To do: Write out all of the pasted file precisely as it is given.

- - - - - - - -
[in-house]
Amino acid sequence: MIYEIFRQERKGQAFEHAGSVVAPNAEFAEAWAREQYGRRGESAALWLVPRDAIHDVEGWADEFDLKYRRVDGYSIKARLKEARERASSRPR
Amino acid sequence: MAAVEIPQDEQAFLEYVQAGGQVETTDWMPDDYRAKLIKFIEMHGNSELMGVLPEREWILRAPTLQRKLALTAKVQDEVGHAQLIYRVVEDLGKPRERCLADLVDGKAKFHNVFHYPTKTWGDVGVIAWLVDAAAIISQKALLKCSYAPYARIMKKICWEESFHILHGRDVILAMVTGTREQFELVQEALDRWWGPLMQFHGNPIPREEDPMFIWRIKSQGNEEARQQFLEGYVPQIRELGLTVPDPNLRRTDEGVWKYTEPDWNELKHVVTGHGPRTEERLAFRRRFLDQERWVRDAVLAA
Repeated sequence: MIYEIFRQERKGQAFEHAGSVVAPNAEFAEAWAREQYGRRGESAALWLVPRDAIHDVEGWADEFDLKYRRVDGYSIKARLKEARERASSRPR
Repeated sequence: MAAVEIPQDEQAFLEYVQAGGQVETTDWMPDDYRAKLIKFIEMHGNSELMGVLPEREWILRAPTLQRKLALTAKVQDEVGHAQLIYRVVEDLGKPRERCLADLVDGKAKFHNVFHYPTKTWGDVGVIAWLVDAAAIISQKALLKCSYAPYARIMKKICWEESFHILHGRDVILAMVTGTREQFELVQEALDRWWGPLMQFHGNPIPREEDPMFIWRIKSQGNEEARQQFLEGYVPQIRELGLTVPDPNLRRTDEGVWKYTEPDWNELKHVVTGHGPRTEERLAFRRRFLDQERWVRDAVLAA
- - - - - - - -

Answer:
[in-house]
Amino acid sequence: MIYEIFRQERKGQAFEHAGSVVAPNAEFAEAWAREQYGRRGESAALWLVPRDAIHDVEGWADEFDLKYRRVDGYSIKARLKEARERASSRPR
Amino acid sequence: MAAVEIPQDEQAFLEYVQAGGQVETTDWMPDDYRAKLIKFIEMHGNSELMGVLPEREWILRAPTLQRKLALTAKVQDEVGHAQLIYRVVEDLGKPRERCLADLVDGKAKFHNVFHYPTKTWGDVGVIAWLVDAAAIISQKALLKCSYAPYARIMKKICWEESFHILHGRDVILAMVTGTREQFELVQEALDRWWGPLMQFHGNPIPREEDPMFIWRIKSQGNEEARQQFLEGYVPQIRELGLTVPDPNLRRTDEGVWKYTEPDWNELKHVVTGHGPRTEERLAFRRRFLDQERWVRDAVLAA
Repeated sequence: MIYEIFRQERKGQAFEHAGSVVAPNAEFAEAWAREQYGRRGESAALWLVPRDAIHDVEGWADEFDLKYRRVDGYSIKARLKEARERASSRPR
Repeated sequence: MAAVEIPQDEQAFLEYVQAGGQVETTDWMPDDYRAKLIKFIEMHGNSELMGVLPEREWILRAPTLQRKLALTAKVQDEVGHAQLIYRVVEDLGKPRERCLADLVDGKAKFHNVFHYPTKTWGDVGVIAWLVDAAAIISQKALLKCSYAPYARIMKKICWEESFHILHGRDVILAMVTGTREQFELVQEALDRWWGPLMQFHGNPIPREEDPMFIWRIKSQGNEEARQQFLEGYVPQIRELGLTVPDPNLRRTDEGVWKYTEPDWNELKHVVTGHGPRTEERLAFRRRFLDQERWVRDAVLAA